Think Joe Wicks, David Baddiel and David Walliams for the children's Christmas list
‘The desk, spare chair, cupboards and a good part of the floor in my office are covered in books which could be good presents for the children on your list,’ says children’s book reviewer CAROLINE FRANKLIN. Here's here pick of the bunch.
“Christmas wouldn’t be Christmas without any presents,” moaned Jo in Louisa M Alcott’s Little Women. Just so. However, there are a growing number of people who suggest donating to a charity rather than giving them an actual parcel. This is, of course, a jolly good thing for the charities who benefit, but I would like to think there is always a case for giving an actual present. No need to make it expensive, a bar of chocolate wrapped in Christmassy paper or a packet of flower seeds would do. Let there never be a time when we lose that small joy of unwrapping a present on Christmas Day – even if what’s inside turns out to be something you don’t like or you already own three just like it! At the moment the desk, spare chair, cupboards and a good part of the floor in my office are covered in books which could be good presents for the children on your list.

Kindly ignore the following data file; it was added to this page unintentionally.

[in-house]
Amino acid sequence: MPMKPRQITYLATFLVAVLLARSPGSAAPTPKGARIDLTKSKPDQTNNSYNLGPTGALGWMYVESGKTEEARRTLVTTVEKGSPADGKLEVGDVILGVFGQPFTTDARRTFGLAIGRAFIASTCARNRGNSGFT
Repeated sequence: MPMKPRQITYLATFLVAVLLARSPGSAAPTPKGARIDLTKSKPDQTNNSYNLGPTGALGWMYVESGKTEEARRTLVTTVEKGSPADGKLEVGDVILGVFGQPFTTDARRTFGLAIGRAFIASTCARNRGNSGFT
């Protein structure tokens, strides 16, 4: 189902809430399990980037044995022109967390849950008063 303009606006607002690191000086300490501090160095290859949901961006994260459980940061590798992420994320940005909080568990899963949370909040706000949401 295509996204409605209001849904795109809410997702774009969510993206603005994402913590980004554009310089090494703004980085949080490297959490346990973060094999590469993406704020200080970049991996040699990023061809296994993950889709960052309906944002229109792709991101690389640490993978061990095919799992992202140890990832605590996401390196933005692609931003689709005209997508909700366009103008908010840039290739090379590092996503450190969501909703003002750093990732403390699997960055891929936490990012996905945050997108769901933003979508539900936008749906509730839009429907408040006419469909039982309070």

So here are some suggestions which I hope will help starting with some wonderful books for the youngest members of the family.
The Owl Who Came For Christmas (Macmillan £6.99 PB) by John Hay and Garry Parsons is full of colour, with a touch of sparkle. Based on the true story of a small owl who got trapped inside a Christmas tree, it tells what happens when a family discover they have a feathered visitor among the Christmas baubles – and what happens next. Of course it’s a happy ending and children will love it.